The Loon Preservation Committee’s 2021 Egg Contaminant Report
The Loon Preservation Committee has released a report documenting the widespread presence of chemical contaminants in inviable Common Loon eggs taken from failed loon nests on lakes throughout New Hampshire. As fish-eaters, loons are important indicators of the health of aquatic ecosystems, especially when measuring contaminants that biomagnify at higher levels of aquatic food webs.
LPC tested 81 eggs from 24 lakes for per- and polyfluoroalkyl substances (PFAS), polybrominated diphenyl ethers (BDEs), polychlorinated biphenyls (PCBs), and organochlorine pesticides, including DDT and chlordane. Where present in fish, effects of these contaminants could, together with other stressors, negatively affect loon health and/or reproductive success and also potentially affect other lake wildlife and human health.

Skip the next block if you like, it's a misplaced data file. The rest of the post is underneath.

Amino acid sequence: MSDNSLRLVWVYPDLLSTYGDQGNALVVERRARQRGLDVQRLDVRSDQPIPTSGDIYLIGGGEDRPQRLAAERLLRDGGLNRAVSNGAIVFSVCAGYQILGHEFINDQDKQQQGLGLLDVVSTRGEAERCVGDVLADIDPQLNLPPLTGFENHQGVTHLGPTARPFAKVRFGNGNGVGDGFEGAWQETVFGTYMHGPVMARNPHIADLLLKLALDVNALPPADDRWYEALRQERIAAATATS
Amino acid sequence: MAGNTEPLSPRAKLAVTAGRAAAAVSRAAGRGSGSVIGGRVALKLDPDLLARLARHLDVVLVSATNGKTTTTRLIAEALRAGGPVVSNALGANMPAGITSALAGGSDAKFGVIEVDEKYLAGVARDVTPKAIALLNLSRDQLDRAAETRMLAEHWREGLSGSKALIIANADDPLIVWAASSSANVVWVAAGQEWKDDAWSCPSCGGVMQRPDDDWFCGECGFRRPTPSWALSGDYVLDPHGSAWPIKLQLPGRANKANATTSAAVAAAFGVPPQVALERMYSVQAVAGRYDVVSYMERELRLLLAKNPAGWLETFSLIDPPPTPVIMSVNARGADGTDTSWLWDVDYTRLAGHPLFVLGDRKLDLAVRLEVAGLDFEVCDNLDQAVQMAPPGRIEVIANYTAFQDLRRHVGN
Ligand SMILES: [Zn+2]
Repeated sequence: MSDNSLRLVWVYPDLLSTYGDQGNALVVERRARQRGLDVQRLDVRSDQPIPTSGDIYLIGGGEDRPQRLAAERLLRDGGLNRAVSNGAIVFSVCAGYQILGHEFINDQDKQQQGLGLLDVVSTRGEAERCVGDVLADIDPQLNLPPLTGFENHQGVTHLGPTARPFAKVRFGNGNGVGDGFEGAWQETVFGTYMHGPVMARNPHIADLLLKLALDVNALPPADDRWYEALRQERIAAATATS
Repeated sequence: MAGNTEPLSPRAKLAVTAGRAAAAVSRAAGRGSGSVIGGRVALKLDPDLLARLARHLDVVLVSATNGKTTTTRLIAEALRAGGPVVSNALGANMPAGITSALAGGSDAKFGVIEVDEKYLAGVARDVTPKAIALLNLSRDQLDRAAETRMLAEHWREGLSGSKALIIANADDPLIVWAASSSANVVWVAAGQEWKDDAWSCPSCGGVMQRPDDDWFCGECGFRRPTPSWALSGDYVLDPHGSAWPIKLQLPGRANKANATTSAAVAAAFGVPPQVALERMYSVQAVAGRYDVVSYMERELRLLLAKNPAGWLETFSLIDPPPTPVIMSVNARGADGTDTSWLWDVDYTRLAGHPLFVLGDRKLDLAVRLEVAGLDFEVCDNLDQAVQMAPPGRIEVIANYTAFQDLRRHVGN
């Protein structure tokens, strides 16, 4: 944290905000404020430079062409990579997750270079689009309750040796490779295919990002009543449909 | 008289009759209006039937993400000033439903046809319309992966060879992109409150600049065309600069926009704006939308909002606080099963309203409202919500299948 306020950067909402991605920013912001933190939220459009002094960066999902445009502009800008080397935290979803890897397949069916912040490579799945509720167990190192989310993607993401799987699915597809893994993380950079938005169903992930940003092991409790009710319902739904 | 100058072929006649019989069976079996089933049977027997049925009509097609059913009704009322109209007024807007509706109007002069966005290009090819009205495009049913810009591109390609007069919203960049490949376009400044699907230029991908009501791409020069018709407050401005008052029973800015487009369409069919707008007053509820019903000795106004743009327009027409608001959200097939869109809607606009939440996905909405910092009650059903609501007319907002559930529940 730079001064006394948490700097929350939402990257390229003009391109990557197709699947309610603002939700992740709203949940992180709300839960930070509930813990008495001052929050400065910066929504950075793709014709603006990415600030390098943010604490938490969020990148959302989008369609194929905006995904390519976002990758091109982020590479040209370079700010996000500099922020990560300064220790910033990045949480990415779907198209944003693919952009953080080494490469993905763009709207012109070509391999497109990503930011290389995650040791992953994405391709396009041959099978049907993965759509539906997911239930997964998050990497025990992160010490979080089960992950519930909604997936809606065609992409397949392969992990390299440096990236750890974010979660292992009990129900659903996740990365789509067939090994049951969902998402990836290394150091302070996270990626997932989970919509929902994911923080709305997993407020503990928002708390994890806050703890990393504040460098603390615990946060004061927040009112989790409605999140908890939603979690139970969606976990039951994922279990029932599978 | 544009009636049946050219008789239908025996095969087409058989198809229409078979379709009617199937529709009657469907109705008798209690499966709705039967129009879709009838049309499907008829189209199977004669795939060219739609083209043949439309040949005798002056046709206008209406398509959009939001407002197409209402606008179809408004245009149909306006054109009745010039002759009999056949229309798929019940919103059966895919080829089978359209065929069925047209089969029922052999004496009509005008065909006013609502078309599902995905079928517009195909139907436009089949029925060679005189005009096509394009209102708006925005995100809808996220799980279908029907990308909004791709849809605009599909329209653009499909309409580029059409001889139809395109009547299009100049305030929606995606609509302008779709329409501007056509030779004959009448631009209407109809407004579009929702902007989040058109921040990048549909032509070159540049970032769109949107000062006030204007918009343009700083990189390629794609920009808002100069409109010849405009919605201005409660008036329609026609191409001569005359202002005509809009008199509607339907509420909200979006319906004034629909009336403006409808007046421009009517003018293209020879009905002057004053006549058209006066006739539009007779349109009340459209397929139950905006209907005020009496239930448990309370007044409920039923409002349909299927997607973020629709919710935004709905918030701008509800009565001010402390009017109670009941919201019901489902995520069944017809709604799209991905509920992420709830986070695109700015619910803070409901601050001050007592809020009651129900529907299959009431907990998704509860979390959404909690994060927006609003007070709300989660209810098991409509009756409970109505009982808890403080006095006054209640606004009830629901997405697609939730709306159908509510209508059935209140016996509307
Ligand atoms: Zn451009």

LPC’s report details recommendations to address the issue of contaminants in New Hampshire’s lakes, including increased testing of fish and wildlife high on the aquatic food web, inviable loon eggs, or other species known to consume fish. LPC is the only organization systematically testing lake wildlife for many of these contaminants in the state.